A Geodesic Dome: Sustainable Arctic Circle Living In Style
A Geodesic Dome: Sustainable Arctic Circle Living In Style
Solar Cells Providing Energy, Water And Food: A Sky Shelter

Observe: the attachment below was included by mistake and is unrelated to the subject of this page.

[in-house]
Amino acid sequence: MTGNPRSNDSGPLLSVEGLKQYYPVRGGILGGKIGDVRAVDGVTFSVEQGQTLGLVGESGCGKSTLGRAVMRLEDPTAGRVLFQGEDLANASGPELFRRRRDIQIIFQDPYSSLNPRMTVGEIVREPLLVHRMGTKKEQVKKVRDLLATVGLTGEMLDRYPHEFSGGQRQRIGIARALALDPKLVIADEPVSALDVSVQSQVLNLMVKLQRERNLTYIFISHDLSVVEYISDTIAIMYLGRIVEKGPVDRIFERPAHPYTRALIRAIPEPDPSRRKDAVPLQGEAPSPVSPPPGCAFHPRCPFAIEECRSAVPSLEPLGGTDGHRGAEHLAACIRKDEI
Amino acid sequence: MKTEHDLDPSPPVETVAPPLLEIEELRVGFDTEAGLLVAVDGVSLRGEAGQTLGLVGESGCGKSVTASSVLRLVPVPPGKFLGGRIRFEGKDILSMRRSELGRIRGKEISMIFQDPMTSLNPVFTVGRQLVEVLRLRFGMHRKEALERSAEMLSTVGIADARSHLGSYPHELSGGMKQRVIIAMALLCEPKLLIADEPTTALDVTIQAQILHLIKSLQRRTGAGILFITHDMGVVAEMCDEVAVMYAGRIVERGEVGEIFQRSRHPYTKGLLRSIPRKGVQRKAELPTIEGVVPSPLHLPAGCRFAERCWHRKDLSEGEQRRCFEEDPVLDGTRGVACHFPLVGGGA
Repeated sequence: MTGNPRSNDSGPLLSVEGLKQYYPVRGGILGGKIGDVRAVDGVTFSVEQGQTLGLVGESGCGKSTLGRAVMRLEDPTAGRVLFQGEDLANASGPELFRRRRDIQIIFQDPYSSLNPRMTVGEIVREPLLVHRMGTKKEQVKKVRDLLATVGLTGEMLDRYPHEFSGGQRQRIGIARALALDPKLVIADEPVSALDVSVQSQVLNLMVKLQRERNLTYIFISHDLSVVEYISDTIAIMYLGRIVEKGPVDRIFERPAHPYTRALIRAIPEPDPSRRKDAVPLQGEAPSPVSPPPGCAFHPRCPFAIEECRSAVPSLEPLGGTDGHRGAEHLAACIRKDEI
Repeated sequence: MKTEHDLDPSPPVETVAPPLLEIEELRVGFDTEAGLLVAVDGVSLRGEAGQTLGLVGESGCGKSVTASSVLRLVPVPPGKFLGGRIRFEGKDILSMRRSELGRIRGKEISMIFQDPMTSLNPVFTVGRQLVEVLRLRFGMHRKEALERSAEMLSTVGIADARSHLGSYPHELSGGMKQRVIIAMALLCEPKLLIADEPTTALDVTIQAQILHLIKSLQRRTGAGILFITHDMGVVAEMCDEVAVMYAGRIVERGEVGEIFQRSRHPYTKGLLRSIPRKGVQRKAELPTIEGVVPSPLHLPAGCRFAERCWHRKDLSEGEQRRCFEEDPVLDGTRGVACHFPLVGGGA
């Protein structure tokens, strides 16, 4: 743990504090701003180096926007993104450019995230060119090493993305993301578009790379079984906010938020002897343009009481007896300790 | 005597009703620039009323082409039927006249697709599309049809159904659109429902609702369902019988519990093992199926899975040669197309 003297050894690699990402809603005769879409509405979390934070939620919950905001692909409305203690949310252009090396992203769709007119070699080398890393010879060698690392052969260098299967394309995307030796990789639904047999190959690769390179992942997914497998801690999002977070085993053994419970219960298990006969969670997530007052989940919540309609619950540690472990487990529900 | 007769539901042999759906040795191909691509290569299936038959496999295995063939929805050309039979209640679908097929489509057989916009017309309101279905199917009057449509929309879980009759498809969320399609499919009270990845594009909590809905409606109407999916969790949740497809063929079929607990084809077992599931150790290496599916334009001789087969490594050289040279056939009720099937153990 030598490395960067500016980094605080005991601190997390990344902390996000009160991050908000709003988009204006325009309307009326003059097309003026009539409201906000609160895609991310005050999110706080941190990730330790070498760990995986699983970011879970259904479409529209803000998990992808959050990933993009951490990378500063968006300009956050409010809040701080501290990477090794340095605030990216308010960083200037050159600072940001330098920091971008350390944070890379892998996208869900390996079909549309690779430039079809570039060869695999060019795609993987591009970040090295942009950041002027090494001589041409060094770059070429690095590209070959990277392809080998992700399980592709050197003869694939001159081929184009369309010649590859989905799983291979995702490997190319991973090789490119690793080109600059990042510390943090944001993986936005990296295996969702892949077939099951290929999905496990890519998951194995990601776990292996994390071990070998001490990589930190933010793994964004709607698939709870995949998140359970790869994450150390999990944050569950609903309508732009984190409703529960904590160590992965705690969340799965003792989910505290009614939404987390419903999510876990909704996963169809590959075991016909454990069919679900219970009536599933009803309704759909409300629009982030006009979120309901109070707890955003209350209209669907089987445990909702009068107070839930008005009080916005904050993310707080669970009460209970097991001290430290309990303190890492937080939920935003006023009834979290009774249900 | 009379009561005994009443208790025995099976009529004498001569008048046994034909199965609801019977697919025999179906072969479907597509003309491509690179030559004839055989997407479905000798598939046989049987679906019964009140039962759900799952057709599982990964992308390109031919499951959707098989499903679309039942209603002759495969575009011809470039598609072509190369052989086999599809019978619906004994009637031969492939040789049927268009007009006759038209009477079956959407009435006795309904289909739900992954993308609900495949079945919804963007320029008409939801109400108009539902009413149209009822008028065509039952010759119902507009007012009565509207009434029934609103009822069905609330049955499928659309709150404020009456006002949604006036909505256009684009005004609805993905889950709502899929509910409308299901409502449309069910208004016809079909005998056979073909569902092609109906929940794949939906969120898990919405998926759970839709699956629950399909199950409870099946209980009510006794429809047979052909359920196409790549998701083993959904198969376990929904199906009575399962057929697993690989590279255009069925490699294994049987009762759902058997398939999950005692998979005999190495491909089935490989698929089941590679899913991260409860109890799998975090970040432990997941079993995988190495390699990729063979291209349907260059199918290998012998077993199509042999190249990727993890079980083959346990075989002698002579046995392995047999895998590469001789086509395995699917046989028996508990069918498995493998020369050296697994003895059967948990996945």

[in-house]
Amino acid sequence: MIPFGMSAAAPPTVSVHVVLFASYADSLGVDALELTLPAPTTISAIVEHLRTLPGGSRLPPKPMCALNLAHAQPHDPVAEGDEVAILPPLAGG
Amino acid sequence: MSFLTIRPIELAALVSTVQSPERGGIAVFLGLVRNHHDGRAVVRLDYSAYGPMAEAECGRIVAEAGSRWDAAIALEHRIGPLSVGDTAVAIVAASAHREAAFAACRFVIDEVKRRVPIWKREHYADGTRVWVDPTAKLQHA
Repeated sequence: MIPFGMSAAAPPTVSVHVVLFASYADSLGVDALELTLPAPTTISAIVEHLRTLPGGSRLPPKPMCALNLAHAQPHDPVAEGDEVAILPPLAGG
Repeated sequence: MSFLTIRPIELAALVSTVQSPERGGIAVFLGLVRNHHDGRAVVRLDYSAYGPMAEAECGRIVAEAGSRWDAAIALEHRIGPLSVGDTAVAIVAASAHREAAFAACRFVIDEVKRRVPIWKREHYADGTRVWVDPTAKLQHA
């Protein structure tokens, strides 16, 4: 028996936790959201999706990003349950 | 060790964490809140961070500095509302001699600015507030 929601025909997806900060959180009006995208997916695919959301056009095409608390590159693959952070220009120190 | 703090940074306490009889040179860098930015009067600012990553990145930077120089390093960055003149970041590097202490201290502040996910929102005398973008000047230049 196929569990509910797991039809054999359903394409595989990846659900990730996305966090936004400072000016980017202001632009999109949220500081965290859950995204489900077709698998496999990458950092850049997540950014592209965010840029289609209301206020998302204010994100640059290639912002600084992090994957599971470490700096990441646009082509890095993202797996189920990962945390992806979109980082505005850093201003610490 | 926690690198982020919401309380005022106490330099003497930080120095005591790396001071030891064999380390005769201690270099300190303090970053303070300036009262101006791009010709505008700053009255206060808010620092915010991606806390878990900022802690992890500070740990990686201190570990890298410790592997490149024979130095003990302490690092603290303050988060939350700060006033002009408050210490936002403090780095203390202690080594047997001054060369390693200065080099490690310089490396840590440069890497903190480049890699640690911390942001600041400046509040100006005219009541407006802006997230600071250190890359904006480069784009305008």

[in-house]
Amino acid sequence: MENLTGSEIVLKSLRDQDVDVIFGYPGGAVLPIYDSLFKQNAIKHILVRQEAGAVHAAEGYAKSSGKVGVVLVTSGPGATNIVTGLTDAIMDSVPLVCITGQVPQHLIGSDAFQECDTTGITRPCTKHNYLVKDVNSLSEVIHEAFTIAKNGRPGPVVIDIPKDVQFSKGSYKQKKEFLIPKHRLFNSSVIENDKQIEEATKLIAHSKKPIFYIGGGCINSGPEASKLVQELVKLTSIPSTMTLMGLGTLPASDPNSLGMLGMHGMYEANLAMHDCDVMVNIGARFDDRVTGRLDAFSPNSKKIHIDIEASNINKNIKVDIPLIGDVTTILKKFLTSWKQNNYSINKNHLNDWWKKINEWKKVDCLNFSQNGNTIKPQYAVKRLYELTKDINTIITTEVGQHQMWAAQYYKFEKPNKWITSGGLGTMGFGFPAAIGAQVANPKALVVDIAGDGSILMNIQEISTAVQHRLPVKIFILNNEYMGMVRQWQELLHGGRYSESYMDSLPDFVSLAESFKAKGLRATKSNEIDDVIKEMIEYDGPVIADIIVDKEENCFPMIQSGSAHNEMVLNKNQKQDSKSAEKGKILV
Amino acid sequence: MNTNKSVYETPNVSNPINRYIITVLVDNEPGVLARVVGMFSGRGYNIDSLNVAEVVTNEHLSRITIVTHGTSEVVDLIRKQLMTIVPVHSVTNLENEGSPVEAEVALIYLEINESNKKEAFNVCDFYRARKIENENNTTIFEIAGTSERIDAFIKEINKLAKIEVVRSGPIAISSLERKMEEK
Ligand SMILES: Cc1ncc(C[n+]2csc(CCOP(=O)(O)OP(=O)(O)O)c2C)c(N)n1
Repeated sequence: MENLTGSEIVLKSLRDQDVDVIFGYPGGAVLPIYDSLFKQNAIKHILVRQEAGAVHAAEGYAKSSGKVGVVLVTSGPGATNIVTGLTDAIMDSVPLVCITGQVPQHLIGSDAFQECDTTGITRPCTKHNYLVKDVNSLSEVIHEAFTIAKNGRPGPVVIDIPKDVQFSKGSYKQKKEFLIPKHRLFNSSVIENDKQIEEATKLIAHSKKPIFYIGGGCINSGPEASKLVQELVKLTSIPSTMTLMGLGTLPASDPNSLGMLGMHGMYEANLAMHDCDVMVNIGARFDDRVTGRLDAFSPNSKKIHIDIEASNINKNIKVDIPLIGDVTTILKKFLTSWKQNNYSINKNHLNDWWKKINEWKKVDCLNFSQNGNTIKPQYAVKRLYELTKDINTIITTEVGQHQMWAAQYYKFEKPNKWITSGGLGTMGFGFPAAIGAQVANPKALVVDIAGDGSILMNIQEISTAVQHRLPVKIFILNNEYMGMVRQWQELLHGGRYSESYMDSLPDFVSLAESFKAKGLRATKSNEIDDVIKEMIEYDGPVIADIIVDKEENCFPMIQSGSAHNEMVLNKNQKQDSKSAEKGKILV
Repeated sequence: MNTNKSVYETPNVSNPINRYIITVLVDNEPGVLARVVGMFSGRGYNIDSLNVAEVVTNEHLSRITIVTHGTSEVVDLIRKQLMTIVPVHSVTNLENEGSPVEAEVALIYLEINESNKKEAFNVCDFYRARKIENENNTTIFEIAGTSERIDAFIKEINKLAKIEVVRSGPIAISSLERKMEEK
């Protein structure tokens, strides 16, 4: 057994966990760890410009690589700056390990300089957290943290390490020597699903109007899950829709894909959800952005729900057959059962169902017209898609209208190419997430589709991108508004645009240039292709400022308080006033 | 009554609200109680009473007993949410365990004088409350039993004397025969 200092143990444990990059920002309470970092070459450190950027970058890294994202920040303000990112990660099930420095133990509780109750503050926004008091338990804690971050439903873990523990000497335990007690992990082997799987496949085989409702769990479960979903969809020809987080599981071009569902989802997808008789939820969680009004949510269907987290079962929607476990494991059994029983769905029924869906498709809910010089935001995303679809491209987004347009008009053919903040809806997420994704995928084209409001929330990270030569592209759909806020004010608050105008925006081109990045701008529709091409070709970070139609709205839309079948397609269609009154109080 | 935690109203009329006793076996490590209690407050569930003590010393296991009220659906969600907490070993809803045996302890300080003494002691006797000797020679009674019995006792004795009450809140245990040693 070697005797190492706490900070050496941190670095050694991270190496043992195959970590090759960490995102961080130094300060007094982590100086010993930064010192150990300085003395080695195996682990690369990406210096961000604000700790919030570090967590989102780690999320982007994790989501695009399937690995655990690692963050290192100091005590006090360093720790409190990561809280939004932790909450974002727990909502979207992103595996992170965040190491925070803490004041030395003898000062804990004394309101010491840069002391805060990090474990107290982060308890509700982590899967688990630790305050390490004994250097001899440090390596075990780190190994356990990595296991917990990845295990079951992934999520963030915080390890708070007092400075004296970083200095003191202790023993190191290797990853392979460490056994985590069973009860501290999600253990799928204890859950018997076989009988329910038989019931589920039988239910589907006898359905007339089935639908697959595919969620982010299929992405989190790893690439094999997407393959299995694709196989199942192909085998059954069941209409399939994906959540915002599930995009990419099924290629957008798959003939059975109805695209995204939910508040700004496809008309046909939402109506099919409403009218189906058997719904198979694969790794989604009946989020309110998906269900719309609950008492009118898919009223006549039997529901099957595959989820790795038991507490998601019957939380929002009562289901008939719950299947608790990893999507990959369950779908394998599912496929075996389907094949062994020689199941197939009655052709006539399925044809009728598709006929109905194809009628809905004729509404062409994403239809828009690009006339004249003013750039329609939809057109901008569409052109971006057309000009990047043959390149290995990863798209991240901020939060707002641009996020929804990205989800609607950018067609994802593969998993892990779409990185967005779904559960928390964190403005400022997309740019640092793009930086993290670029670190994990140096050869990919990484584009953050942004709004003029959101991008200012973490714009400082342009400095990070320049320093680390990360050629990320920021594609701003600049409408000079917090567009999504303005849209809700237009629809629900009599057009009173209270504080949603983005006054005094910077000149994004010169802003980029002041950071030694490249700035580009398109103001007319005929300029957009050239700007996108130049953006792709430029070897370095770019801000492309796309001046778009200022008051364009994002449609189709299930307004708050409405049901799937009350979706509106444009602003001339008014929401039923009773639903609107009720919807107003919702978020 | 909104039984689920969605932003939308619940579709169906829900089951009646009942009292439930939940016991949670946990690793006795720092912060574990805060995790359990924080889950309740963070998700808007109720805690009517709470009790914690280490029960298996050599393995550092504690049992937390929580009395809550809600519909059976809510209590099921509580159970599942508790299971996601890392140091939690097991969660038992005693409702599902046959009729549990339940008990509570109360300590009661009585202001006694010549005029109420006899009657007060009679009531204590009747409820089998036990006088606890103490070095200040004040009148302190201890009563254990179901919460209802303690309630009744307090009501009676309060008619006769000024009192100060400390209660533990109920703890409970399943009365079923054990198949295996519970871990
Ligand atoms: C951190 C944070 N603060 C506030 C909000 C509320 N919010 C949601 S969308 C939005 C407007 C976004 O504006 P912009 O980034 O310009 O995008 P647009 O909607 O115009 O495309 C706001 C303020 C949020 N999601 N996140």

Three Polish designers have come up with a mobile skyscraper that is easy to transport, takes up little space and is sustainable. With this they won the annual design competition of the magazine eVolo earlier this year.  eVolo is an architectural and design magazine that awards a prize every year for a new idea that has to do with vertical architecture. Mobile skyscraper as a sustainable solution in disaster areas: The Skyshelter.zip The mobile skyscraper, the Skyshelter.zip, is a multifunctional shelter that provides food, energy and water in, for example, disaster areas. The Skyshelter.zip is very easy to move with helicopters because of the foldable structure and the minimum weight. Because no more trucks are needed for this, it is simpler, faster and better for the environment. The system works as follows: the base supports are anchored in the ground and then the skyscraper unfolds thanks to the large helium balloon that is placed in the package. The helium balloon can pull up the entire structure and hold it standing. Furthermore, structural steel wires are behind the canvas of the skyscraper, which makes it resistant to gusts of wind. Sustainable  elements For the Skyshelter.zip, Nano material is used on the basis of durable ETFE film. In this material, the designers want to create a network of small separate  solar cells. These are then not fixed on a large plate so that the fabric remains flexible. With the solar cells, the building is able to produce clean energy when needed in case of emergency. In addition, the top of the balloon is shaped so that rainwater can flow through the hollow center of the skyscraper. Here the water is cleaned with special filters and then collected for further use. By: Britt van den Elshout https://www.whatsorb.com/solution/community/smart-cities